I think you will find that it is down to a need to simplify supply. Remember this is still in the era of the war when the emphasis was on marksmanship. Having to maintain supplies of the correct ammunition for the rifles of the Indian Regiments would have been a logistical nightmare, as they were rotated in and out of the line.

Much easier to give the Indians who are now in theatre the new rifle, ship the old one across the Channel to give to the New Armies who may not have rifles at all at this stage, or single shot Martini-Enfields, in the hope that when they come over to France new rifles will be available for them in turn.

Just to give you an idea of the time scales involved, the Territorial 54th Division did not get their SMLE's until mid 1917 when they were in Palestine, two years after the first went into action at Gallipoli.

Gareth

Thanks again to both of you.

Regards,

Chris.

Link to comment
Share on other sites

Were battalions issued with SMLEs shortly before their deployment to active theaters such as the Western Front given the chance to zero their rifles prior to going into combat? It seems as though marksmanship would have suffered when troops were trained with long Lee-Enfields or Arisakas and then issued with SMLEs right before they actually went to war. The last-minute issuing of SMLEs seems to have been an expedient solution taken to address a shortage of rifles rather than the ideal way of doing things.

Link to comment
Share on other sites

Were battalions issued with SMLEs shortly before their deployment to active theaters such as the Western Front given the chance to zero their rifles prior to going into combat? It seems as though marksmanship would have suffered when troops were trained with long Lee-Enfields or Arisakas and then issued with SMLEs right before they actually went to war. The last-minute issuing of SMLEs seems to have been an expedient solution taken to address a shortage of rifles rather than the ideal way of doing things.

Pete,

Ideally battalions would have had range time with their new rifles and I have seen some War Diary accounts that show this, in fact there was a thread a couple of weeks ago where it appeared a unit in E.Africa were issued with new rifles and sent to the range immediately. There are also accounts where troops were issued with the new rifle immediately before going into action with little chance to try them out. The sighting arrangements on "Long Lees" and SMLEs are not masively different and of course it is basically the same action (safety moved etc) so I don't think the change would be quite as large as going from a 1903 Springfield to an M1917 for example.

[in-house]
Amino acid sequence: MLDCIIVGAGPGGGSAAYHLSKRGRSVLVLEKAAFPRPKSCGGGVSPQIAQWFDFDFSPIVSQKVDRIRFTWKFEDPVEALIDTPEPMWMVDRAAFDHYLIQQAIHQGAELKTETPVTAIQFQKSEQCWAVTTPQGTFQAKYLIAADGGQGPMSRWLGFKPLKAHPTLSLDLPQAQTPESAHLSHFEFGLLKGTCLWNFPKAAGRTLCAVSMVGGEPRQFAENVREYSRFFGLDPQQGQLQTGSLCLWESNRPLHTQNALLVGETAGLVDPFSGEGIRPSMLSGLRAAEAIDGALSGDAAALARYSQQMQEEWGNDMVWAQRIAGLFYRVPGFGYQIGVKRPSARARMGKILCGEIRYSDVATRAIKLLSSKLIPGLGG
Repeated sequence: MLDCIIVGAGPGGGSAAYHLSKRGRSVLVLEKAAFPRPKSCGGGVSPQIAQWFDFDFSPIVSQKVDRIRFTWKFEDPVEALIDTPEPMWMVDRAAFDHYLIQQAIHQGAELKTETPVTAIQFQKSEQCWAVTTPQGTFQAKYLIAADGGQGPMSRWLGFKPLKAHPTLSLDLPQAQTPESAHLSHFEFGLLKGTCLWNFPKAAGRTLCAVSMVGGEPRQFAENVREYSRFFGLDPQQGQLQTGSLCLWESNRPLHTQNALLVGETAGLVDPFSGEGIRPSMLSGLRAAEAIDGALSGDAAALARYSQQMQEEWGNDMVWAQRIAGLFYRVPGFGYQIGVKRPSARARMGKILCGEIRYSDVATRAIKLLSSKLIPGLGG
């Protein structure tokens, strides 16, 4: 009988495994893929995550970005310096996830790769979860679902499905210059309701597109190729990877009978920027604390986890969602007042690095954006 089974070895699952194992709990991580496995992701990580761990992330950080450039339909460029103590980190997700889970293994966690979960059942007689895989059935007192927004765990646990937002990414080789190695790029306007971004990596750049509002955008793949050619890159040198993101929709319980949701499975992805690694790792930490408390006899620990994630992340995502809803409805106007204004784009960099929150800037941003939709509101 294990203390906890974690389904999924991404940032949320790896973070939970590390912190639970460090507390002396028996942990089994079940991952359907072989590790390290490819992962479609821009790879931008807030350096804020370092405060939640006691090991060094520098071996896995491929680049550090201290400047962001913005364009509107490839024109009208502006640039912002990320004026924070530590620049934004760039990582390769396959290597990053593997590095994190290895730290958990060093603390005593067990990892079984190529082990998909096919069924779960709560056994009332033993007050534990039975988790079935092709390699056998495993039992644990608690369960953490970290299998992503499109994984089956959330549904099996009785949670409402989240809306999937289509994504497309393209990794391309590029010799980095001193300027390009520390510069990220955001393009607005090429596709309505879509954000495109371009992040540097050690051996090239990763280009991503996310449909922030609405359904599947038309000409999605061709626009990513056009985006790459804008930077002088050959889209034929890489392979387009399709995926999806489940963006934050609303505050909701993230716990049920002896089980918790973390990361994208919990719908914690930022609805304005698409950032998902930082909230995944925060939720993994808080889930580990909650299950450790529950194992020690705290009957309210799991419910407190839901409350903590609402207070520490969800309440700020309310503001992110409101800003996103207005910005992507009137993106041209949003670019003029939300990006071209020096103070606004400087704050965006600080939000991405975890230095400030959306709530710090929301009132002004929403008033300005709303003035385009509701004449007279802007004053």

I am not sure this range time is really "Zeroing" in the modern sense if by this you mean individual adjusting the sights etc - I believe Enfields were "zeroed" at the factory prior to issue. After the windage adjustable rear sight was deleted there isn't much beyond setting the range an individual soldier can (or would be allowed) to "adjust" on an SMLE. Although front sight blades of varying heights were available and the blade can be moved left/right specialised armourers tools are needed for both of these things and I don't think it would/could have been done by individual soldiers. If you look at the front of the front sight blade of a No1 they are usually "centre-punched" to show the factory set position.

Chris

Link to comment
Share on other sites

And how many of the thousands of men would have know the importance of sighting a rifle or how to do that? If they did, how many men in the trenches, other than the snipers, actually took the time to sight on a target? Perhaps we will never know.

Link to comment
Share on other sites

Create an account or sign in to comment

You need to be a member in order to leave a comment

Create an account

Sign up for a new account in our community. It's easy!

Register a new account

Sign in

Already have an account? Sign in here.

Sign In Now
 Share

×
×
  • Create New...